The United Kingdom Acquired Brain Injury Forum (UKABIF) Annual Summit headed North in November last year.  Delegates were welcomed by Amanda Swain, UKABIF Vice-Chair to the Lowry Hotel, Manchester, UK. Collaboration was a key theme with emphasis on working together to deliver patient-centred care and support for people with Acquired Brain Injury (ABI).      

Delegates were eager to hear a progress update on the Government’s cross-departmental ABI strategy, a key recommendation in the All-Party Parliamentary Group on ABI report ‘Acquired Brain Injury and Neurorehabilitation – Time for Change’ published in 2018. Eleanor Parry, Head of Long-Term Conditions and End of Life Care Policy at the Department for Health and Social Care, Lead for the ABI Strategy and Chris Bryant, Member of Parliament and Co-chair of the ABI Strategy Programme Board presented a ‘status report’.  The strategy content is being informed by a recent Call for Evidence (CfE) and Eleanor said: “Using the insight gathered we have built a meaningful structure for the strategy.”  The strategy development is overseen by a dedicated Programme Board comprising senior officials from relevant government departments to ensure it addresses the wide range of issues that affect the lives of those living with an ABI.  Chris commented: “Eleanor is making sure that the Board is getting everything on the page. ABI is a passion of mine and I want a strategy document with deliverable outcomes and a timetable that we can take forward.”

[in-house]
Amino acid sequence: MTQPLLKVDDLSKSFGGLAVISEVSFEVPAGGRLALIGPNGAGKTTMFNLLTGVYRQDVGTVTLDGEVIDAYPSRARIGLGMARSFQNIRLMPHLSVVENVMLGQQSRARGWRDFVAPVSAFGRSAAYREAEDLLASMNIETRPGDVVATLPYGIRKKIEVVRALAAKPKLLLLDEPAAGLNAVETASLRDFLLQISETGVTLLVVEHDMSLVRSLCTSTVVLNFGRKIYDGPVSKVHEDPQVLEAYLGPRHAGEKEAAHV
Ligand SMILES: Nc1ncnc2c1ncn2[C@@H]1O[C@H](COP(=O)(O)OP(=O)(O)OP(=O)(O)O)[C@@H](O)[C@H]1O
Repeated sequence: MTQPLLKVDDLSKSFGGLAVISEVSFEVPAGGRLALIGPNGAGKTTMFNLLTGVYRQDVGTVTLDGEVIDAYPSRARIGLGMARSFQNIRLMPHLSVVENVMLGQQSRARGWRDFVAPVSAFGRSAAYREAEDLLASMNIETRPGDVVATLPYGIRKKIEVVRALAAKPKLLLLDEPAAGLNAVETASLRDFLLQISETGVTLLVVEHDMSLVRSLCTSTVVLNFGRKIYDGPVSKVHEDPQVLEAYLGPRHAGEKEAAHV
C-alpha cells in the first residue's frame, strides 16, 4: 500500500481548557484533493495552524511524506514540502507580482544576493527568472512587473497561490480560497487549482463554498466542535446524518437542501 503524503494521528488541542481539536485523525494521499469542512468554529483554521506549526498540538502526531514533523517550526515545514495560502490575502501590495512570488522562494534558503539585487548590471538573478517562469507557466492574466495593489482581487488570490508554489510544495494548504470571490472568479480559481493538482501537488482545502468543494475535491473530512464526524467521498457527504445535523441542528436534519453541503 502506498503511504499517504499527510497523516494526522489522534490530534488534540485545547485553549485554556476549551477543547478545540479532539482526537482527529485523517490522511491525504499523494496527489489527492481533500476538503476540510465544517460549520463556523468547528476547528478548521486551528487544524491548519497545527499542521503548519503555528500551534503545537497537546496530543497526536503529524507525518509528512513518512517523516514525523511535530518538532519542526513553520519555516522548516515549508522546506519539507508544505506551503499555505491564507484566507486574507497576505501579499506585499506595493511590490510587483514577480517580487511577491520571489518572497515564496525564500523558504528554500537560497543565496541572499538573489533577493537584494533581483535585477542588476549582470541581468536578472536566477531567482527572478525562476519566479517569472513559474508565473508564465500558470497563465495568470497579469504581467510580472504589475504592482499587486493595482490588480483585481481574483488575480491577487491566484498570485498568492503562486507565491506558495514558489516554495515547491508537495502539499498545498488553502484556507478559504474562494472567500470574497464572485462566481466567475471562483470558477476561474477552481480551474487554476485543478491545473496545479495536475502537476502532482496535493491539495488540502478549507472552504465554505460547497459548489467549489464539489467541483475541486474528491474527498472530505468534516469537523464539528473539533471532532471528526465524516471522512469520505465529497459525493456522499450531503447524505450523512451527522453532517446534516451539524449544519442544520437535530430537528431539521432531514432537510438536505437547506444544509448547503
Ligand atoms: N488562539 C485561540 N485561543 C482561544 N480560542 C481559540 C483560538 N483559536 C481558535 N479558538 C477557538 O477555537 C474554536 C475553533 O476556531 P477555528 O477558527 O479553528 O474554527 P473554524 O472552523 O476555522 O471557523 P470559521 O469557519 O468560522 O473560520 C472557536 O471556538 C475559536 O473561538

The Community Rehabilitation Best Practice Standards from the Community Rehabilitation Alliance (CRA) were discussed by James Crichton-Smith, Strategic Communications Manager at the Chartered Society of Physiotherapy.  Published in October, the 60-page document provides recommendations to guide the development, delivery, and monitoring of high-quality patient-centred rehabilitation.  James said: “These standards present a multiprofessional approach to community rehabilitation with an evidence-based solution that shows what good rehabilitation looks like”.  

Describing the neurorehabilitation services network development in Great Manchester since 1998 Dr Krystyna Walton, Consultant in Neurorehabilitation, Clinical Director for Neurorehabilitation and Major Trauma Rehabilitation, Northern Care Alliance, and Lead for Greater Manchester Major Trauma Rehabilitation said: “We now provide an effective and efficient neurorehabilitation service that relies on collaboration and delivers for patients, but it’s been a challenging and long journey”.  Dr Jenny Thomas, Consultant in Rehabilitation Medicine, Rookwood Hospital, Cardiff, UK agreed that the development of Major Trauma Centres has made a positive difference in discussions about neurorehabilitation services and said: “In Wales neurorehabilitation got a seat at the table in the pandemic and now we’re ensuring it is embedded into services with teams collaborating across the network.”